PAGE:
Inmigrante sin estatus legal: “Prefiero esta descripción por dos razones: Eli Weisel (judío que estuvo en los campos de concentración) ha declarado firmemente en numerosas ocasiones que nunca debe considerarse a un ser humano ilegal. De hecho yo trabajo para AFSC y fuimos los que sacamos la campaña ‘no human being is illegal’ en 1998. Tampoco es correcto en términos legales porque la estancia de la persona es ilegal no la persona en sí.”
Felipe, lives in Boston, born in Brazil
Out of status: “It is legally correct, and removes any chance to demean a person with any given name.”
Jackeline, lives in Bay Shore, New York, born in Peru
“I feel that the term ‘illegal immigrant’ alienates our immigrant community and it has very negative connotations. This term assumes that undocumented immigrants are criminals and that they broke criminal laws. However, this is inaccurate because breaking immigration laws is not a criminal offense, but a civil one. The word ‘illegal’ also dehumanizes immigrants and it incites violence against them. This term marginalizes the immigrant community and tells them that they don’t belong in this country and that they shouldn’t speak up and demand that their basic human rights are respected.”
Jeffrey, lives in Brooklyn, New York, born in Hong Kong
“I prefer ‘undocumented immigrant’ because it much more accurately reflects the status of fellow human beings without certain papers. The term ‘illegal immigrant’ is dehumanizing and comes with the connotations that we are doing something wrong, something to be ashamed of.”
Monica, lives in New York, born in El Salvador
A precise description of the person’s experience/status or undocumented or unauthorized: “I prefer terms that point to the challenge of not having papers or proper authorization. To me ‘illegal’ anything is criminalizing, racially charged and dehumanizing.”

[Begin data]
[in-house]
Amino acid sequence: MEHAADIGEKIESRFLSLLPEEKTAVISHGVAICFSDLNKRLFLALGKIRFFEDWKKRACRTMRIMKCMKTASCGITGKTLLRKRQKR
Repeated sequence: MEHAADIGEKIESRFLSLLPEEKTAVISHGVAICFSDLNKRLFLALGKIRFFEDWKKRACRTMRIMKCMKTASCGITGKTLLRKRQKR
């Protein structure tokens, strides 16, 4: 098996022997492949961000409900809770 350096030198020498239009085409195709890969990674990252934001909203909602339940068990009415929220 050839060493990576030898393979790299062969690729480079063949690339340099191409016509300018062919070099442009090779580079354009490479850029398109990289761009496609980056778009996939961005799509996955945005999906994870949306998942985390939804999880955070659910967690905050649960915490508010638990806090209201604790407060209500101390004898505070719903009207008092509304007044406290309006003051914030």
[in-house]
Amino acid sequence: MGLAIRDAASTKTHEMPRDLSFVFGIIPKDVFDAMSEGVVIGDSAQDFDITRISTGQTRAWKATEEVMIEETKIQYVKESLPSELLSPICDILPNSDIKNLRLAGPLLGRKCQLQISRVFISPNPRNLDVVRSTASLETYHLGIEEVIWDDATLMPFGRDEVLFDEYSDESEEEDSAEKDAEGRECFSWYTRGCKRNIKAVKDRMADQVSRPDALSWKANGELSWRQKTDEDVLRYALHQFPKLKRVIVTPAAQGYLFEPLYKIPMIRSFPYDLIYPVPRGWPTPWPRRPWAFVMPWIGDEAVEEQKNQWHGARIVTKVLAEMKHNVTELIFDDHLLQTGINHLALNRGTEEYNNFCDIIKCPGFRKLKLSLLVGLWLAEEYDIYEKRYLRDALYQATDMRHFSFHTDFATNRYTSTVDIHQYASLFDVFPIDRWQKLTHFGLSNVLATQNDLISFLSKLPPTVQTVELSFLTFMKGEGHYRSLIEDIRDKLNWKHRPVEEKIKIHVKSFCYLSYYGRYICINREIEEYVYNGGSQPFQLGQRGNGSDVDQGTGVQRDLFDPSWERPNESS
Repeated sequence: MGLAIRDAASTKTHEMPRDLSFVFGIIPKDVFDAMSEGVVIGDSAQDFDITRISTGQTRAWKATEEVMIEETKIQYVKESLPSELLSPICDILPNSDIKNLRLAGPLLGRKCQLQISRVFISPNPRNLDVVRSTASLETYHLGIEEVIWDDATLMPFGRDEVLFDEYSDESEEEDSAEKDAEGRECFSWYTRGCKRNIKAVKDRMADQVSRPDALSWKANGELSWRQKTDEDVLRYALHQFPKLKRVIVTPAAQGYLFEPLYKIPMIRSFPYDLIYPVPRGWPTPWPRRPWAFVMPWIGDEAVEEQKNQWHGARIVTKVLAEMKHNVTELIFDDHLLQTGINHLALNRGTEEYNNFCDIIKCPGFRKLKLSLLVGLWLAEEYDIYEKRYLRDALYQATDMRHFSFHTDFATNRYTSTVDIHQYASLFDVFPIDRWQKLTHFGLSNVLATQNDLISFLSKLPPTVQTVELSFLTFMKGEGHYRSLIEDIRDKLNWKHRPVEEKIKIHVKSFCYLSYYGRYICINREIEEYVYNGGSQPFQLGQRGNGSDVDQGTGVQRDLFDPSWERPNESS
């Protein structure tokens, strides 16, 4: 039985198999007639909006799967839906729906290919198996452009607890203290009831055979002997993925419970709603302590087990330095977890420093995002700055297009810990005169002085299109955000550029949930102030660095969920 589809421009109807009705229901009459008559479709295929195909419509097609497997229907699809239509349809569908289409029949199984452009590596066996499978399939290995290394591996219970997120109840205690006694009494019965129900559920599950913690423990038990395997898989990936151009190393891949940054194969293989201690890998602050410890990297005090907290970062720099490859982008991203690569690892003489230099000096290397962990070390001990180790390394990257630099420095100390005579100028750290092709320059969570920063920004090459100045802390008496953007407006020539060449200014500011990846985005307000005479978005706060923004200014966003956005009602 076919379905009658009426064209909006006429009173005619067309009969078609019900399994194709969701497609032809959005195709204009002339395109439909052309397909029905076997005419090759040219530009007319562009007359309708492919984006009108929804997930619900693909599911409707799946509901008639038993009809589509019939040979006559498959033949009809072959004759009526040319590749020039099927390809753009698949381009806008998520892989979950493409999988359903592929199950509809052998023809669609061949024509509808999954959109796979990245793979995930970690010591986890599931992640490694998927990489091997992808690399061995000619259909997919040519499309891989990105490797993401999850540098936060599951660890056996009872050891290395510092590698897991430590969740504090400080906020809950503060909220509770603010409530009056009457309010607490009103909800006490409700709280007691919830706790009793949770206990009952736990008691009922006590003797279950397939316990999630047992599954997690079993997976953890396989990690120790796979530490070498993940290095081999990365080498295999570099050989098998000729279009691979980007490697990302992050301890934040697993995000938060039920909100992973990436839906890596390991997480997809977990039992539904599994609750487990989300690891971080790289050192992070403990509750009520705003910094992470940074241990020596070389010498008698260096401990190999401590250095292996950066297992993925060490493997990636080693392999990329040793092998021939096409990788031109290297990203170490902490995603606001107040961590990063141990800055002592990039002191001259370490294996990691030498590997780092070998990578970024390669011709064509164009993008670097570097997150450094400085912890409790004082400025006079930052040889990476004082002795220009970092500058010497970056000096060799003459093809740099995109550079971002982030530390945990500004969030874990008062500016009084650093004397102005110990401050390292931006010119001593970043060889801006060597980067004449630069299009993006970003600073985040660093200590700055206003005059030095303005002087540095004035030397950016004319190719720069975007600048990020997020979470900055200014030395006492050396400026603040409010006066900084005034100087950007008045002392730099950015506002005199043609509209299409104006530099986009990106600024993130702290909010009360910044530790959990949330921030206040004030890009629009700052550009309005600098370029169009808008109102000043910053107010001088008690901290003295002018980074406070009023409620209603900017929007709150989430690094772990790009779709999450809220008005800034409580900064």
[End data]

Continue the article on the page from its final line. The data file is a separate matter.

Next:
Gerardo, lives in Minneapolis, born in the U.S.
Undocumented immigrant: “I believe that this is the correct term that respects an individuals rights and does not dehumanize the people emigrating to this country. “
Rossy, lives in Miami and Los Angeles, born in Honduras
Undocumented immigrant: “Because you could be illegal if you did not pay your parking ticket or if you kill someone. However, people who commit another illegal act like the ones I mentioned are not called illegals.”
Eduardo, lives in the Bronx, New York, born in Mexico
Undocumented immigrant (general) DREAMer (young adults): “The use of these words humanizes and shows respect to all of those individuals that once migrated illegally to this country, for extreme reasons of poverty, lack of public safety in their country of origin whose only goal is to overcome those adversities by working in an honest manner and support not only themselves, but their family members as well.”
Barbara, lives in Mundelein, Illinois, born in Mexico
Undocumented immigrant: “Because we are immigrants and as in my cause, I crossed the border with no documents in my pocket and nothing to prove my identity. The documents are the only difference between me and any other immigrants and/or residents. The immigrant fight is over proper documentation, therefore the best name is undocumented immigrant.”
Jacque, lives in Duluth, Minnesota, born in the U.S.
Undocumented immigrant: “No person is illegal.”
Diego, lives in Ft. Lauderdale, born in Argentina
Aspiring American: “As someone that has grown up in this country, I feel American. However, I feel that until I am able to adjust my status, there is something that is not allowing me to be fully American.”
Serena, lives in Miami, born in Ecuador
Aspiring citizens: “Porque todos aspiramos a la cuidadania, con sus derechos y responsabilidades, y muchas veces le gente cree que no somos documentados o ciudadanos porque no queremos.”
Marlon, lives in Miami, born in Jamaica
Undocumented immigrant: “This phrase more captures the true status of most immigrants. ‘Illegal’ connotes some criminal intention of immigrants and this is not usually the case. The use of ‘undocumented’ decriminalizes the status of the immigrant.
Laura, lives in Nueva York, born in Mexico
Residente indocumentado: “Pues porque es lo que es.”